Tuesday, January 10, 2006

If I teach you poorly, how well are you going to teach?

The first session Makigirl and I went to was the yearly session on how to improve introductory astronomy.

Well, first we had to register. I didn't much enjoy that. Standing in line with a bunch of astronomers makes me very nervous. My tolerance for eccentricity is low, particularly when I'm with astronomers. I guess that I've always been worried that I'm one of them. I am, unfortunately, even if I don't wear t-shirts with astronomical cartoons on it. I also wasn't looking forward to running into people I used to know, and I was very glad that I didn't.

Never the less, I survived and went to the session. It's supposed to be a yearly continuing dialog where all of those people who are interested in improving the way that non-scientists learn about science (through the astronomy intro class) are able to get together and share ideas. That's why the session is on Sunday afternoon before the majority of the attendee's get there. That's why about 50 people show up to a session of about 3100 registered participants. That's why astronomy education never changes. But still, I've been to several good sessions in the past. Typically they focus on one topic out of the myrriad in astronomy education. One year focused on pre-service teachers in intro astronomy. One year was on technology. One year was on active learning techniques.

This year was on, well, it was on what one guy who got suckered into running the session was able to come up with in the 30 minutes after he found out he was running the session. Ostensibly, it was on how the teaching of "science" is done in an astronomy class (as opposed to astronomy concepts), and how we should respond to the intelligent design and creationist types.

We did alot of free form talking without much direction, but there were some interesting things I learned from the session.

-Even among people who are interested enough in the teaching of astronomy to come to this session, there is very little knowledge of the pseudo-science that exists out there. Most of the professors had a very limited understanding of creationist and ID claims, and even fewer felt comfortable responding to those claims. Largely this is a function of subject matter. Most ID/creationist claims happen in the biological world, and revolve around genetics and bio-chemistry. We aren't taught a whole lot of that in grad school. Still, most ID claims aren't that well thought out, and a only a fairly basic understanding of biology is necessary (as well as a good grasp of google). It seems that a basic evo-bio session would be a good thing to do in future AAS meetings.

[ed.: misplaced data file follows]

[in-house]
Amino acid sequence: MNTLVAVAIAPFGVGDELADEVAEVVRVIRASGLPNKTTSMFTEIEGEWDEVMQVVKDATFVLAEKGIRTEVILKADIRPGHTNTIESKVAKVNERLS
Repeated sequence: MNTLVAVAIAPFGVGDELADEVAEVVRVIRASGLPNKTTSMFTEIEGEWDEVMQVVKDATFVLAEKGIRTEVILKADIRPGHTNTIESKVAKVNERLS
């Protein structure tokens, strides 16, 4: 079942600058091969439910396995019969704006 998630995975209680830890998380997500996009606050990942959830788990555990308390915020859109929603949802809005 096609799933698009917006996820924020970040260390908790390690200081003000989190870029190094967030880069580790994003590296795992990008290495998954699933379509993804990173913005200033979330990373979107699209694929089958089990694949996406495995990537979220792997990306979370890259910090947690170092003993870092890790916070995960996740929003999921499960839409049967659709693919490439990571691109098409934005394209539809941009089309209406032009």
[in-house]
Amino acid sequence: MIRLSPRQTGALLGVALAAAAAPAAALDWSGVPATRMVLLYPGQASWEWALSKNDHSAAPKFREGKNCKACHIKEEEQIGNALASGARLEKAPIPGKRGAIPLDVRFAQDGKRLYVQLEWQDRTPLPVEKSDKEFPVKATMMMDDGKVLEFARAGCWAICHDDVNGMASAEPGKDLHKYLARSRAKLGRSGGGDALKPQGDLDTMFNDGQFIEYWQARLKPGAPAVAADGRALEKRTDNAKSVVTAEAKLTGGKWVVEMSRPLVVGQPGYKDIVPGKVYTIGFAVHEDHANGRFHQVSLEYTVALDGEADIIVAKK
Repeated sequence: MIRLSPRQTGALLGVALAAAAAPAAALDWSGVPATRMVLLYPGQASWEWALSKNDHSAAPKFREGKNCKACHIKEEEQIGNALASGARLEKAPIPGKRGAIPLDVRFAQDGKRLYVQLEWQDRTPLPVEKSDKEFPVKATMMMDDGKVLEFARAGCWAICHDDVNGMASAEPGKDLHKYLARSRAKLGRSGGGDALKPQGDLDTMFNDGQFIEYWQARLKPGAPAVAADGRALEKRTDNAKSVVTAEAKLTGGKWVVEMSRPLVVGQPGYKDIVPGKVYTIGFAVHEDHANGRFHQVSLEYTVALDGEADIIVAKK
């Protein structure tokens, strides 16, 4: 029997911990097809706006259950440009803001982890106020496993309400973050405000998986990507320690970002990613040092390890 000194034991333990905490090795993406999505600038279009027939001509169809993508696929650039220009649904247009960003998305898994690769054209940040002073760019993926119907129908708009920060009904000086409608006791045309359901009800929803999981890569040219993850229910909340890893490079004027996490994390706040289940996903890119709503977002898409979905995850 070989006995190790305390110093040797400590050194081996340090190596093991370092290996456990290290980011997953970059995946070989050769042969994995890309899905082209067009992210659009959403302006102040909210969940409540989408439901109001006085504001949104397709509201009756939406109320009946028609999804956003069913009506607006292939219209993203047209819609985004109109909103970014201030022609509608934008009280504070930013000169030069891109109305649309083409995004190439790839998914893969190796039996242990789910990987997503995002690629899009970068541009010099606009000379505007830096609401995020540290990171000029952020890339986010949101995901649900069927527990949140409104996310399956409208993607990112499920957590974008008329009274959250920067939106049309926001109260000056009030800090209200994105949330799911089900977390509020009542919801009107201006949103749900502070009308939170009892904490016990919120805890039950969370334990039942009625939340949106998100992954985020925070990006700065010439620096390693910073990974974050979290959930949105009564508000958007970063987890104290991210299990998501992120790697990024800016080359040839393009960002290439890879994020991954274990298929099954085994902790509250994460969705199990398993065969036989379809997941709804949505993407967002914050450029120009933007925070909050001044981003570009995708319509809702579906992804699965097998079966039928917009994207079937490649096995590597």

-Astro professors are very mushy when it comes to dealing with ID/creationist students. There weren't many PZ Myers or Dawkins in this session, at least. Is that based on belief of teaching method, or lack of exposure to a more strident style? Which is truely better in an educational setting?

-Creationist claims about astronomy are limited. No one really seems to no of any arguments. Is this because astronomy is too hard for the IDers? I think I might spend some time catologing these in the near future.

-Many new astronomy professors need good professional development and mentoring as they begin teaching, and they aren't getting it.

-Makigirl teaches a hell of a class, compared to what goes on in other places. Every time someone got up to say what cool thing they were doing in their class, Makigirl was already doing it. She's the bomb.

Time to go back to the meeting now.


At 10:48 PM, Blogger maki-girl said...

Don't sell yourself short hoagie boy--my class is good because you helped me make it good. But seriously, it is sad if, after teaching astronomy once or twice, my class stacks up well with (or exceeds) "master astronomy" classes.

By the way, I love visiting you and Mrs. H. Thanks for coming to the geek, oops, astronomy conference with me.


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